David Cameron has today written to Labour MP Adrian Bailey, chair of the Business Innovation and Skills Select Committee, in a letter that appears to finally kill off universities’ hopes of securing the change.
On 30 January, Mr Bailey was one of the five chairs of Parliamentary committees who wrote to Mr Cameron urging to him to take students out of the target, a move that would spare universities from the impact of the government’s drive to reduce net migration to the tens of thousands by 2015.
But Mr Cameron says: “Students will continue to count in the Office for National Statistics’ net migration figures because as statisticians, immigration experts and foreign governments agree, students who stay for more than twelve months are migrants.
“Net migration measures the difference between the number of people coming to the UK and the number leaving, so if students return home after their studies, their impact on long-term net migration will be minimal.”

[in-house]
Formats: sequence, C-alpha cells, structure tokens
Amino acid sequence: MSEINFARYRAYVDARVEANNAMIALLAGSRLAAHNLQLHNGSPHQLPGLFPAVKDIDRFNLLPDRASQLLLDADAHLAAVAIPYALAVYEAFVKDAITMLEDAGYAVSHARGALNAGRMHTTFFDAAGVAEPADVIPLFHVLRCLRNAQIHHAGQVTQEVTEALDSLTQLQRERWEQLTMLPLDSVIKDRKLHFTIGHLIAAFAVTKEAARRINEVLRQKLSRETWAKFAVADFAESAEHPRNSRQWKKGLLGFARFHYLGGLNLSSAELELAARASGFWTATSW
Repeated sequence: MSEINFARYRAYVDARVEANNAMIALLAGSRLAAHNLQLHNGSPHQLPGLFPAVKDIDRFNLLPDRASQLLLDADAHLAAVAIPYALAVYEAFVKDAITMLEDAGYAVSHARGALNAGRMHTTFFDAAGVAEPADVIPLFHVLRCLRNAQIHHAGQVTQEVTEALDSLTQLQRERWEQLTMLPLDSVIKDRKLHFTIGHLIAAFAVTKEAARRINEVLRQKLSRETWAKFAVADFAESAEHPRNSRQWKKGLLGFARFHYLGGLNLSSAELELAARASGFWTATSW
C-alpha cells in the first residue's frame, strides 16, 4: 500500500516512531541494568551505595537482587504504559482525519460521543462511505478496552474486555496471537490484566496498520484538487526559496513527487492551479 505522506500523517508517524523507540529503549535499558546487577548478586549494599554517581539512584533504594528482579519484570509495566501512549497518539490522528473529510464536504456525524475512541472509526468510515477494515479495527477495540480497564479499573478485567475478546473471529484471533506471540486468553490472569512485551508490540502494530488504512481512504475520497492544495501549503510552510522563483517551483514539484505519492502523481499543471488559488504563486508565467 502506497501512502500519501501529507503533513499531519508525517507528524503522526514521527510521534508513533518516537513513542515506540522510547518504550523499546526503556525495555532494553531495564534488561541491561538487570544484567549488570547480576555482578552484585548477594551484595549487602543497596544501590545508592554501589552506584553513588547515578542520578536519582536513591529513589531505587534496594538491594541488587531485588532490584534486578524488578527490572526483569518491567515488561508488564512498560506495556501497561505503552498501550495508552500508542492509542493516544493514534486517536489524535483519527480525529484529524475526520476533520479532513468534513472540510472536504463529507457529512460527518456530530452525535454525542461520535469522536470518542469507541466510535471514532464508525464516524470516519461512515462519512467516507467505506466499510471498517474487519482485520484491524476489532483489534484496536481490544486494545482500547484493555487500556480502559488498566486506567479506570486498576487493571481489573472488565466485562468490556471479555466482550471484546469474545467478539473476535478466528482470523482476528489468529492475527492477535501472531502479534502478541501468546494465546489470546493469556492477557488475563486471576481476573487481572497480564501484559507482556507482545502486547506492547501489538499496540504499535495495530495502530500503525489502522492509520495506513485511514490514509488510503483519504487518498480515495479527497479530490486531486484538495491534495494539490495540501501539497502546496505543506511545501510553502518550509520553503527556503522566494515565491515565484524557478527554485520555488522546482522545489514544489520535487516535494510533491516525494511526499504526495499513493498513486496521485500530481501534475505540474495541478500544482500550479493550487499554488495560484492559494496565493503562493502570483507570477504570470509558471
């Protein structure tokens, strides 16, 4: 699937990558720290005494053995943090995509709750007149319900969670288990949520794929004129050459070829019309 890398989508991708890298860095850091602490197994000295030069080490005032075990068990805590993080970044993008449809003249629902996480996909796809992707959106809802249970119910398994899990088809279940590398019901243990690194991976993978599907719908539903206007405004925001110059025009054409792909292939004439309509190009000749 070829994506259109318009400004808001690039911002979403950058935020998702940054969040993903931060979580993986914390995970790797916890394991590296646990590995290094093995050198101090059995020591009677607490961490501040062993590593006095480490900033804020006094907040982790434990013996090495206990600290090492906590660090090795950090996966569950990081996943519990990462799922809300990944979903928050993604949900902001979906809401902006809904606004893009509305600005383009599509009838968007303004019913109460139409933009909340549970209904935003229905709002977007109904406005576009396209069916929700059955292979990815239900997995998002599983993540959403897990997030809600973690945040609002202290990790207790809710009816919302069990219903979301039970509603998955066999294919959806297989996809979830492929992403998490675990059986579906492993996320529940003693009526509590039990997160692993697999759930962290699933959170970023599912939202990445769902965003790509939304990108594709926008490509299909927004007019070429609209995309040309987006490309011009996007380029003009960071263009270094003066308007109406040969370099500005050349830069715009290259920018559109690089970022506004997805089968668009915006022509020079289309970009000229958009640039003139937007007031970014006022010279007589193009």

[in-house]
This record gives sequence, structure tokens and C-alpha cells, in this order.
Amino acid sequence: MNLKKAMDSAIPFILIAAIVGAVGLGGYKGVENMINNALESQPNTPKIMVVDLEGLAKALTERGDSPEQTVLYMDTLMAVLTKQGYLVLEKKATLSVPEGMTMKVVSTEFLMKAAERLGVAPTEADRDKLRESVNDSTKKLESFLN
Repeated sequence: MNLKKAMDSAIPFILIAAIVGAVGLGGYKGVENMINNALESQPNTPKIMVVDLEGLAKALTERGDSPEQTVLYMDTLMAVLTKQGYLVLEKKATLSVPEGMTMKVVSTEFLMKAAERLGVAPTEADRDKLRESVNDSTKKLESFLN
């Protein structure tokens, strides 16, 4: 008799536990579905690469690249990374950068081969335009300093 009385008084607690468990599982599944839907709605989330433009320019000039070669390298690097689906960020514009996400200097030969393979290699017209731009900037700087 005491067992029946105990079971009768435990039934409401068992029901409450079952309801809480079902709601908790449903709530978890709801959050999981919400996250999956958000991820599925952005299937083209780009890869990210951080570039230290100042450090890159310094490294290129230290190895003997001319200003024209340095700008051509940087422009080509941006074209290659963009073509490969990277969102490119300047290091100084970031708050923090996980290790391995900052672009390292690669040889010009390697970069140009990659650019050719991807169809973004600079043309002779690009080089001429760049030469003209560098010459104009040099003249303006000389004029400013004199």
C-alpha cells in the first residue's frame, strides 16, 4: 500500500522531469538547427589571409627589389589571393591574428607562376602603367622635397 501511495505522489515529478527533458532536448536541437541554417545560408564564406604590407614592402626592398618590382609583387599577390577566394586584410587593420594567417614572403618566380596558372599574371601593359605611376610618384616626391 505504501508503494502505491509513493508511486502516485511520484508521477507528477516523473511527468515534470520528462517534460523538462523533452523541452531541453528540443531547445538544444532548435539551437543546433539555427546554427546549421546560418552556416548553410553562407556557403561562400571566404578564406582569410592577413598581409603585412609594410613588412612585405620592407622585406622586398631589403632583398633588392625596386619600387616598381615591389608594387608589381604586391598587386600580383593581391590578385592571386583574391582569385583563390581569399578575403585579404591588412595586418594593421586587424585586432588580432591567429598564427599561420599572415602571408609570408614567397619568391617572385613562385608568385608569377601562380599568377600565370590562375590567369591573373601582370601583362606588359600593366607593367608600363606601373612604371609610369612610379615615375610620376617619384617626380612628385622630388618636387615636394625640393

He adds: “Changing the way we measure migration would not make any difference to our student migration policy.”
Mr Cameron tells Mr Bailey that the UK “has a fantastic offer for international students”, adding: “The coalition’s mid-term review confirmed we will place no cap on the number of genuine students coming from across the world to study in this country, but will extend interviews rapidly to crack down on bogus students.”
And he praises the coalition’s commitment to provide 1,000 places a year for MBA graduates who want to stay in Britain and start up businesses, and allow PhD students to stay on for 12 months to find skilled work or start as an entrepreneur.
“This will send a strong signal that the UK wants to attract and retain the brightest and best international students,” Mr Cameron says. “I made clear in my recent trip to India that talented students who choose a UK university will find a warm welcome here.”